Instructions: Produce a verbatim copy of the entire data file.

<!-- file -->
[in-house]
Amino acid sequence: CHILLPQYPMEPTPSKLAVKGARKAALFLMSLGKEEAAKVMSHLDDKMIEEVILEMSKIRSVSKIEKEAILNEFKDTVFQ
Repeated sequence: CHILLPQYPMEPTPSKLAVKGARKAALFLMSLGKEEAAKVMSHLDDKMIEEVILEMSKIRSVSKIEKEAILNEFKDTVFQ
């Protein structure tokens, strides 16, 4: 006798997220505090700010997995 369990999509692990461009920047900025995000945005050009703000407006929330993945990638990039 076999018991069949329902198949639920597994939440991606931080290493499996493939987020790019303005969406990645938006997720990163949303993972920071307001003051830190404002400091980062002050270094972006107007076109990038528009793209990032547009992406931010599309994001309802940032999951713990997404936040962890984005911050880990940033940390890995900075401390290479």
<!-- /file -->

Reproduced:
[in-house]
Amino acid sequence: CHILLPQYPMEPTPSKLAVKGARKAALFLMSLGKEEAAKVMSHLDDKMIEEVILEMSKIRSVSKIEKEAILNEFKDTVFQ
Repeated sequence: CHILLPQYPMEPTPSKLAVKGARKAALFLMSLGKEEAAKVMSHLDDKMIEEVILEMSKIRSVSKIEKEAILNEFKDTVFQ
């Protein structure tokens, strides 16, 4: 006798997220505090700010997995 369990999509692990461009920047900025995000945005050009703000407006929330993945990638990039 076999018991069949329902198949639920597994939440991606931080290493499996493939987020790019303005969406990645938006997720990163949303993972920071307001003051830190404002400091980062002050270094972006107007076109990038528009793209990032547009992406931010599309994001309802940032999951713990997404936040962890984005911050880990940033940390890995900075401390290479």